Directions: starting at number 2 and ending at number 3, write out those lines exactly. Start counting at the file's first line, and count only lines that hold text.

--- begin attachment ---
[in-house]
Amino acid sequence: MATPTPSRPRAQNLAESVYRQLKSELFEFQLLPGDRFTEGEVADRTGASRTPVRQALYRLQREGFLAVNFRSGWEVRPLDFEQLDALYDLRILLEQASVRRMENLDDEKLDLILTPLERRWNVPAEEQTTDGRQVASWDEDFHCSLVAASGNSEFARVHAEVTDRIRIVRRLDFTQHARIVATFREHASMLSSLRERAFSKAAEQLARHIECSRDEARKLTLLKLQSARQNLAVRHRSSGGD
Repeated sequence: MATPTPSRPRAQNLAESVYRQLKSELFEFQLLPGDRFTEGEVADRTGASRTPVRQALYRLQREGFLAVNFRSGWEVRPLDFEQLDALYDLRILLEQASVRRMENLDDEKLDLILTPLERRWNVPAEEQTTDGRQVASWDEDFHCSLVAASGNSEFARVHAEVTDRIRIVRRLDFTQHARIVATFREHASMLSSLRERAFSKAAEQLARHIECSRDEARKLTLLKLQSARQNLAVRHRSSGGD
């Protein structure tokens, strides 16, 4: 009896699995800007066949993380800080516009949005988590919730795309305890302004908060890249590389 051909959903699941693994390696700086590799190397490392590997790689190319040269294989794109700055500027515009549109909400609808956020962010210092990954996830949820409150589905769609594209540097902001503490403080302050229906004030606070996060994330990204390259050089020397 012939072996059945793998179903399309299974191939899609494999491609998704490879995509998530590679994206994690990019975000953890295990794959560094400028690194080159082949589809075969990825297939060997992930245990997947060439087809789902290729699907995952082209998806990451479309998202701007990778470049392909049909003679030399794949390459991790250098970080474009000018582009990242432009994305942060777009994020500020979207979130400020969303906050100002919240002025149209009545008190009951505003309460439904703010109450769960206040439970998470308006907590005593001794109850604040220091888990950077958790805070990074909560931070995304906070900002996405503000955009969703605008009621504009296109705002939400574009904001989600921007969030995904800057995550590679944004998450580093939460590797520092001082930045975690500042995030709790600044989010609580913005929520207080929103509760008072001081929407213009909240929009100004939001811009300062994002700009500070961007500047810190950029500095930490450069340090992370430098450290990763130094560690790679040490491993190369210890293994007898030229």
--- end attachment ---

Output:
Amino acid sequence: MATPTPSRPRAQNLAESVYRQLKSELFEFQLLPGDRFTEGEVADRTGASRTPVRQALYRLQREGFLAVNFRSGWEVRPLDFEQLDALYDLRILLEQASVRRMENLDDEKLDLILTPLERRWNVPAEEQTTDGRQVASWDEDFHCSLVAASGNSEFARVHAEVTDRIRIVRRLDFTQHARIVATFREHASMLSSLRERAFSKAAEQLARHIECSRDEARKLTLLKLQSARQNLAVRHRSSGGD
Repeated sequence: MATPTPSRPRAQNLAESVYRQLKSELFEFQLLPGDRFTEGEVADRTGASRTPVRQALYRLQREGFLAVNFRSGWEVRPLDFEQLDALYDLRILLEQASVRRMENLDDEKLDLILTPLERRWNVPAEEQTTDGRQVASWDEDFHCSLVAASGNSEFARVHAEVTDRIRIVRRLDFTQHARIVATFREHASMLSSLRERAFSKAAEQLARHIECSRDEARKLTLLKLQSARQNLAVRHRSSGGD